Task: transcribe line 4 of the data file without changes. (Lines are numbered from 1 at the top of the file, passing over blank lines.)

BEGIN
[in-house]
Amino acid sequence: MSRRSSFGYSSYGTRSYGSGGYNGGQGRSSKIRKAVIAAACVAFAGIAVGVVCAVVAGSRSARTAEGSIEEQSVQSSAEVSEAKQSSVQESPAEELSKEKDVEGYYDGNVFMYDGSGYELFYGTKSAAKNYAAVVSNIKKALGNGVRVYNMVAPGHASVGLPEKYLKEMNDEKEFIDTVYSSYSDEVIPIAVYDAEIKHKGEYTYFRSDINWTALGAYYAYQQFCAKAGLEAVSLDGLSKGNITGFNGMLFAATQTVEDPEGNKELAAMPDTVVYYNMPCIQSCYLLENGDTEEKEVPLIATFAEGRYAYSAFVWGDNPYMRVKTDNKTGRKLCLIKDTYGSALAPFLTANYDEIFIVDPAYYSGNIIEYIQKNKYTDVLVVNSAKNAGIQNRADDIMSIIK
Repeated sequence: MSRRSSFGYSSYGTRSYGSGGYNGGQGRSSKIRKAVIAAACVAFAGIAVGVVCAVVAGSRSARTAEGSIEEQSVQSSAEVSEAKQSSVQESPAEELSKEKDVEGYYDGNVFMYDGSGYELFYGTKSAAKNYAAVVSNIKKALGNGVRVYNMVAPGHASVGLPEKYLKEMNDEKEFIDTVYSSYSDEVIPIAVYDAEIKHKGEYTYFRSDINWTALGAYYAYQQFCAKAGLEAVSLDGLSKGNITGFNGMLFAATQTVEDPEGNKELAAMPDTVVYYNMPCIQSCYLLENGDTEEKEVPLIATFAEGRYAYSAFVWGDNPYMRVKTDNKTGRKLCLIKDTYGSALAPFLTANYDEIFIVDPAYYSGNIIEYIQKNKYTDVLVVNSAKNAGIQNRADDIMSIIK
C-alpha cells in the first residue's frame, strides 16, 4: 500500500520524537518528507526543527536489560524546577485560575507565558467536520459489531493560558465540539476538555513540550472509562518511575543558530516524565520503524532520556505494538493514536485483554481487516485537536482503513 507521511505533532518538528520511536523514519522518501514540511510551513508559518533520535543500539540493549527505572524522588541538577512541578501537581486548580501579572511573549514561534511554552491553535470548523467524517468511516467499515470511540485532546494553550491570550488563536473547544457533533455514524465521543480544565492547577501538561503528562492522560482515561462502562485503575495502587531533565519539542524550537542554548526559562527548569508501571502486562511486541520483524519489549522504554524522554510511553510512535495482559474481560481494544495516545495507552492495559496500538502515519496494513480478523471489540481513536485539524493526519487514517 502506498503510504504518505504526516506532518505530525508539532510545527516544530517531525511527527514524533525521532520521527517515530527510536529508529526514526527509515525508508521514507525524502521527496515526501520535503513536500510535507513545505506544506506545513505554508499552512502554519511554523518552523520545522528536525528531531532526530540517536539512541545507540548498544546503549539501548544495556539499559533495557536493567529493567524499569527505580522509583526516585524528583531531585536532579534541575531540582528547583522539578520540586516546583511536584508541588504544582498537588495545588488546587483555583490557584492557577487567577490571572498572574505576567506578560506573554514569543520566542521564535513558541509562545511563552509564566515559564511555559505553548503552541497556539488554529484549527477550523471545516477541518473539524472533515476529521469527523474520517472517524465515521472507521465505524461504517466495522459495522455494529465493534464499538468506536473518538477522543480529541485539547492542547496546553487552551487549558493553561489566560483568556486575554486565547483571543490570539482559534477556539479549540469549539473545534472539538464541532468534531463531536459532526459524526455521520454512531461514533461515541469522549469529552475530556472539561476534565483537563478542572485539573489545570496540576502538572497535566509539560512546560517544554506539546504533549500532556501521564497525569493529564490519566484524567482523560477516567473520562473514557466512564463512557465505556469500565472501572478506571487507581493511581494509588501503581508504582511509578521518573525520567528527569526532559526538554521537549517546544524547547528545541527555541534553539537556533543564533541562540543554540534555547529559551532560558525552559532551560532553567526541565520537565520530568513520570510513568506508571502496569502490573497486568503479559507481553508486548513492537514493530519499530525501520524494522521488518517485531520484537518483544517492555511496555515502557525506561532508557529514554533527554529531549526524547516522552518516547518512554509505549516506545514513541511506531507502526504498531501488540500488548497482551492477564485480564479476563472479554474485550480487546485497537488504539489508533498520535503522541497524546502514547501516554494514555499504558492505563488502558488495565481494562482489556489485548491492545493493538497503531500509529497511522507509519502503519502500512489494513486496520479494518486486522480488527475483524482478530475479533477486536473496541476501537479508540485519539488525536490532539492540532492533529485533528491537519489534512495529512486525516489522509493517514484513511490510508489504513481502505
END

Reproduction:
C-alpha cells in the first residue's frame, strides 16, 4: 500500500520524537518528507526543527536489560524546577485560575507565558467536520459489531493560558465540539476538555513540550472509562518511575543558530516524565520503524532520556505494538493514536485483554481487516485537536482503513 507521511505533532518538528520511536523514519522518501514540511510551513508559518533520535543500539540493549527505572524522588541538577512541578501537581486548580501579572511573549514561534511554552491553535470548523467524517468511516467499515470511540485532546494553550491570550488563536473547544457533533455514524465521543480544565492547577501538561503528562492522560482515561462502562485503575495502587531533565519539542524550537542554548526559562527548569508501571502486562511486541520483524519489549522504554524522554510511553510512535495482559474481560481494544495516545495507552492495559496500538502515519496494513480478523471489540481513536485539524493526519487514517 502506498503510504504518505504526516506532518505530525508539532510545527516544530517531525511527527514524533525521532520521527517515530527510536529508529526514526527509515525508508521514507525524502521527496515526501520535503513536500510535507513545505506544506506545513505554508499552512502554519511554523518552523520545522528536525528531531532526530540517536539512541545507540548498544546503549539501548544495556539499559533495557536493567529493567524499569527505580522509583526516585524528583531531585536532579534541575531540582528547583522539578520540586516546583511536584508541588504544582498537588495545588488546587483555583490557584492557577487567577490571572498572574505576567506578560506573554514569543520566542521564535513558541509562545511563552509564566515559564511555559505553548503552541497556539488554529484549527477550523471545516477541518473539524472533515476529521469527523474520517472517524465515521472507521465505524461504517466495522459495522455494529465493534464499538468506536473518538477522543480529541485539547492542547496546553487552551487549558493553561489566560483568556486575554486565547483571543490570539482559534477556539479549540469549539473545534472539538464541532468534531463531536459532526459524526455521520454512531461514533461515541469522549469529552475530556472539561476534565483537563478542572485539573489545570496540576502538572497535566509539560512546560517544554506539546504533549500532556501521564497525569493529564490519566484524567482523560477516567473520562473514557466512564463512557465505556469500565472501572478506571487507581493511581494509588501503581508504582511509578521518573525520567528527569526532559526538554521537549517546544524547547528545541527555541534553539537556533543564533541562540543554540534555547529559551532560558525552559532551560532553567526541565520537565520530568513520570510513568506508571502496569502490573497486568503479559507481553508486548513492537514493530519499530525501520524494522521488518517485531520484537518483544517492555511496555515502557525506561532508557529514554533527554529531549526524547516522552518516547518512554509505549516506545514513541511506531507502526504498531501488540500488548497482551492477564485480564479476563472479554474485550480487546485497537488504539489508533498520535503522541497524546502514547501516554494514555499504558492505563488502558488495565481494562482489556489485548491492545493493538497503531500509529497511522507509519502503519502500512489494513486496520479494518486486522480488527475483524482478530475479533477486536473496541476501537479508540485519539488525536490532539492540532492533529485533528491537519489534512495529512486525516489522509493517514484513511490510508489504513481502505